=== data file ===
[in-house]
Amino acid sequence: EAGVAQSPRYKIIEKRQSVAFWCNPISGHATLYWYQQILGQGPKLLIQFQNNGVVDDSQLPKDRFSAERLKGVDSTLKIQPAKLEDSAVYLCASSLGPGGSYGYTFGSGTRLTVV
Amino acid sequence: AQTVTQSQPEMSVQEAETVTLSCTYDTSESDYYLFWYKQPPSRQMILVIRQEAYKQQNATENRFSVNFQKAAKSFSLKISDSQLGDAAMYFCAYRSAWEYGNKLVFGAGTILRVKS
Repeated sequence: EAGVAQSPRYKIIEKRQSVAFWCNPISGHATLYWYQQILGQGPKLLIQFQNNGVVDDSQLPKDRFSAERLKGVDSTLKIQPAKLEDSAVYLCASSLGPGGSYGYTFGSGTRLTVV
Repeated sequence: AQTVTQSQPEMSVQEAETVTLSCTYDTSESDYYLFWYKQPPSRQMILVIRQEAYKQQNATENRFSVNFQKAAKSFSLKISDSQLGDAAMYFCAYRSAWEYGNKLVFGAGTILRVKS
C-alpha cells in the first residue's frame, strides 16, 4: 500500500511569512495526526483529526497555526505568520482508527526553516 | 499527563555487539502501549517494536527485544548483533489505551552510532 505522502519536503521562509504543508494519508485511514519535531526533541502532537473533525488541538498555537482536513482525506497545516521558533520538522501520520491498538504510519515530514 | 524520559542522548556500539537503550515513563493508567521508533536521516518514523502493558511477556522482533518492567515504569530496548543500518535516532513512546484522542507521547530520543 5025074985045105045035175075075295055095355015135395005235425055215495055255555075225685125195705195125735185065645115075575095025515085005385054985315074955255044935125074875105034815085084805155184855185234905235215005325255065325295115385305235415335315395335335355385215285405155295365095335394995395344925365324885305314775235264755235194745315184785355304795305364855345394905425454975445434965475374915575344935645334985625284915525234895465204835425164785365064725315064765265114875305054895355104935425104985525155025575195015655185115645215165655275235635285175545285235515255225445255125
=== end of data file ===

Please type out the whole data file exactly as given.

[in-house]
Amino acid sequence: EAGVAQSPRYKIIEKRQSVAFWCNPISGHATLYWYQQILGQGPKLLIQFQNNGVVDDSQLPKDRFSAERLKGVDSTLKIQPAKLEDSAVYLCASSLGPGGSYGYTFGSGTRLTVV
Amino acid sequence: AQTVTQSQPEMSVQEAETVTLSCTYDTSESDYYLFWYKQPPSRQMILVIRQEAYKQQNATENRFSVNFQKAAKSFSLKISDSQLGDAAMYFCAYRSAWEYGNKLVFGAGTILRVKS
Repeated sequence: EAGVAQSPRYKIIEKRQSVAFWCNPISGHATLYWYQQILGQGPKLLIQFQNNGVVDDSQLPKDRFSAERLKGVDSTLKIQPAKLEDSAVYLCASSLGPGGSYGYTFGSGTRLTVV
Repeated sequence: AQTVTQSQPEMSVQEAETVTLSCTYDTSESDYYLFWYKQPPSRQMILVIRQEAYKQQNATENRFSVNFQKAAKSFSLKISDSQLGDAAMYFCAYRSAWEYGNKLVFGAGTILRVKS
C-alpha cells in the first residue's frame, strides 16, 4: 500500500511569512495526526483529526497555526505568520482508527526553516 | 499527563555487539502501549517494536527485544548483533489505551552510532 505522502519536503521562509504543508494519508485511514519535531526533541502532537473533525488541538498555537482536513482525506497545516521558533520538522501520520491498538504510519515530514 | 524520559542522548556500539537503550515513563493508567521508533536521516518514523502493558511477556522482533518492567515504569530496548543500518535516532513512546484522542507521547530520543 5025074985045105045035175075075295055095355015135395005235425055215495055255555075225685125195705195125735185065645115075575095025515085005385054985315074955255044935125074875105034815085084805155184855185234905235215005325255065325295115385305235415335315395335335355385215285405155295365095335394995395344925365324885305314775235264755235194745315184785355304795305364855345394905425454975445434965475374915575344935645334985625284915525234895465204835425164785365064725315064765265114875305054895355104935425104985525155025575195015655185115645215165655275235635285175545285235515255225445255125